MEP and one of the mediators of the Przino Agreement, Richard Howitt in an interview for “Meta”, said that responsibility of the future of Macedonia is in the hands of the Macedonians politicians. He noted that the country is in a dangerous and unstable condition, and that politicians in Skopje, after yesterday’s warnings from Brussels, should reconsider in which direction they will continue to run the country.

  • President Ivanov in the address to the nation accused the international community for interfering in domestic affairs, and warned the ambassadors to be careful whit their actions and the statements. The same can be heard by the governing party. How do Brussels react to this?

The politicians of the country themselves have chosen to pursue a path aimed at membership of the European Union and of NATO, which entail cooperation and negotiations based on mutual respect, but adhering to common standards necessary for all members of these common organisations. The joint EU statement yesterday made clear that political responsibility for resolving the problems lays with the Macedonian parties themselves, but that the MEPs and Commissioner remain available and engaged to assist.

  • The last attempt to save the Przino Agreement failed. Does this mean that the agreement is dead?

It’s not for the European Union to decide that, but our statement clearly used the word ‘breakdown’.  My own hope is that the commitments contained within the agreement can still be adhered to including annulment of the amnesties to enable the Special Prosecutor to continue her work unimpeded, the further media reforms promised, and the audit of the voters’ list according to a methodology acceptable to all parties.

  • In the joint statement with Commissioner Hahn and the MPs it was stated that there will be consequences for anyone breaking the Agreement. Is the withdrawing of the candidate status, and the blacklisting of politicians, on the table, or is the EU, once again go soft and just give a conditioned recommendation? If the government decides to go on with the elections on the 5th of June, will the new government be recognized by the EU?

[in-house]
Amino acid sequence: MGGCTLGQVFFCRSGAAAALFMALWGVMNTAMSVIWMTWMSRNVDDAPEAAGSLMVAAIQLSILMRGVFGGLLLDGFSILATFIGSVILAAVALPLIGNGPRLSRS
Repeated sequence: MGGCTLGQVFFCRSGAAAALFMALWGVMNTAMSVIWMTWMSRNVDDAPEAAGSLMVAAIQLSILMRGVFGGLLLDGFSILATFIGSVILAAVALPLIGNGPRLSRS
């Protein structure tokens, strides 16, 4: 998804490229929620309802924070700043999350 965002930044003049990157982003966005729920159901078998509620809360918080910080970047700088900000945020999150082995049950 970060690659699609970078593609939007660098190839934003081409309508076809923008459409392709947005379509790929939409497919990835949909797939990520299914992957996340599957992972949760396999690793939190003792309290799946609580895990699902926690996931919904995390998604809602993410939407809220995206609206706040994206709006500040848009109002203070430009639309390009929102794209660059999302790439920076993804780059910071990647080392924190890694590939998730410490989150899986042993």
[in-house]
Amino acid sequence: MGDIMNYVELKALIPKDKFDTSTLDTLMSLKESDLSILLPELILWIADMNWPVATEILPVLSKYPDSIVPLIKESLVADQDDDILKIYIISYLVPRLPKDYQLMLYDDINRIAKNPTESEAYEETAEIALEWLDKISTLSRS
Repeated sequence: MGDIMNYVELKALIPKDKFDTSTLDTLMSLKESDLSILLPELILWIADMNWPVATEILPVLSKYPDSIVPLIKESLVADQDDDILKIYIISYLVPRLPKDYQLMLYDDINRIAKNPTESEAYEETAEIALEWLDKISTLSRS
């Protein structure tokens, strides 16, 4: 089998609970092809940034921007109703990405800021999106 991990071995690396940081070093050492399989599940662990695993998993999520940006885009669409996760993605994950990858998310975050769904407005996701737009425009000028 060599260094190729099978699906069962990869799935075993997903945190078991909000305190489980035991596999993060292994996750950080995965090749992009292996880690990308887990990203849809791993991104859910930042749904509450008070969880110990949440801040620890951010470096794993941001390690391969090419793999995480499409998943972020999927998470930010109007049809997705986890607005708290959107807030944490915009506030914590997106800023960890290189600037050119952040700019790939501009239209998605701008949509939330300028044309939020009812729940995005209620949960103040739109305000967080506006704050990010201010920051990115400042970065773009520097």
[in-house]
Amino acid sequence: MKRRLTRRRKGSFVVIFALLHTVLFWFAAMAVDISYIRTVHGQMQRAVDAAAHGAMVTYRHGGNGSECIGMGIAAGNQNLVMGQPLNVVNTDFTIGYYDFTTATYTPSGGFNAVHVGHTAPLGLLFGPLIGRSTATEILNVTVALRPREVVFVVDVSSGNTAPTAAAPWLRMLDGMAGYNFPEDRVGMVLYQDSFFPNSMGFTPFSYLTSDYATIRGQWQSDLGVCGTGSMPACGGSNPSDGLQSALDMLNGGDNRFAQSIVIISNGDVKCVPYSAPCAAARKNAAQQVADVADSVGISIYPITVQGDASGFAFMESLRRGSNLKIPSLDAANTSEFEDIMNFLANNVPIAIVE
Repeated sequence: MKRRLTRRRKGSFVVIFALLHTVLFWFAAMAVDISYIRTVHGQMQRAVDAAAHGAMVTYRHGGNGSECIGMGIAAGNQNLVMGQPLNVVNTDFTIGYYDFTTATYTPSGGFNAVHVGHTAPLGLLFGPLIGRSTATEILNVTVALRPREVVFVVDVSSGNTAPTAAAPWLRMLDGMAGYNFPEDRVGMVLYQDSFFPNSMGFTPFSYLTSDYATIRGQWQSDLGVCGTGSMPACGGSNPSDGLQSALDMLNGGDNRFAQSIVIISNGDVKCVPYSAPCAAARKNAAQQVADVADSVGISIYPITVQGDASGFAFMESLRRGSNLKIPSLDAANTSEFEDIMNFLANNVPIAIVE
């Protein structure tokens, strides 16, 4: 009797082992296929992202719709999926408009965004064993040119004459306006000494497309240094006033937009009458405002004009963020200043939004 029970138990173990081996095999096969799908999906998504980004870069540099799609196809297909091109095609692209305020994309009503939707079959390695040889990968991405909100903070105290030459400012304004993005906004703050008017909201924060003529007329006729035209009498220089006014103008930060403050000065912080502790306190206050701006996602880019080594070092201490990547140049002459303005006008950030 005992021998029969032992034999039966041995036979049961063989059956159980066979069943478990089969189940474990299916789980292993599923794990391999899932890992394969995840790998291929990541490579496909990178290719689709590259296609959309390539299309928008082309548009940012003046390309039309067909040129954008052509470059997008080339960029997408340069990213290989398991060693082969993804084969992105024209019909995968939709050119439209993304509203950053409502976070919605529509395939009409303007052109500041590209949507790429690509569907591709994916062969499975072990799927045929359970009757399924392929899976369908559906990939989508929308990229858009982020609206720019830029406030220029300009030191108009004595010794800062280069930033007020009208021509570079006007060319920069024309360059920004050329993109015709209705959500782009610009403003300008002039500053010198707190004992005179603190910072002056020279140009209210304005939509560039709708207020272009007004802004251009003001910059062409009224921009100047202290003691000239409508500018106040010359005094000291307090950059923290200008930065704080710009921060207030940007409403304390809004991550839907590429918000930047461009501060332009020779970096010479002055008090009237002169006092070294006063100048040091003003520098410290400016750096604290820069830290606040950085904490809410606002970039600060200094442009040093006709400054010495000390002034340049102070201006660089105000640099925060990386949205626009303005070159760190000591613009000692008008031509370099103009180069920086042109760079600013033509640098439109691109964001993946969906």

I will not comment on any specific actions being considered, but hope that the phrase ‘serious consequences’ will have been properly heard and understood, and that political actors in the country will now heed the warnings and change direction. It is a matter of public record that the European Council last December agreed that the positive recommendation to start EU accession talks would be reviewed in the light of the conduct of elections according to the commitments of the Przino Agreement, and equally a matter of record that the European Commissioner warned that elections in the current circumstances would not be recognised by the European Union. It is reasonable for people in the country to draw their own conclusions from these public statements.

  • Do you plan to come to Macedonia and facilitate another political deal?

The country is in a dangerous and unstable position and our joint statement appealed for there to be a peaceful response, and support for those elements of civil society who want democracy and pluralism within their own country. Each of us involved in the mediation are sincerely committed to the country, its people and its European perspective, and we deeply regret the retrograde steps which have occurred. We have expressed our readiness to act further and we remain fully engaged, as do our diplomatic representatives in the country itself. But I repeat that the responsibility to take the initiative is in the country itself and, otherwise, the actions we may be forced to take may be in Brussels rather than in Skopje.”

 

ENDS.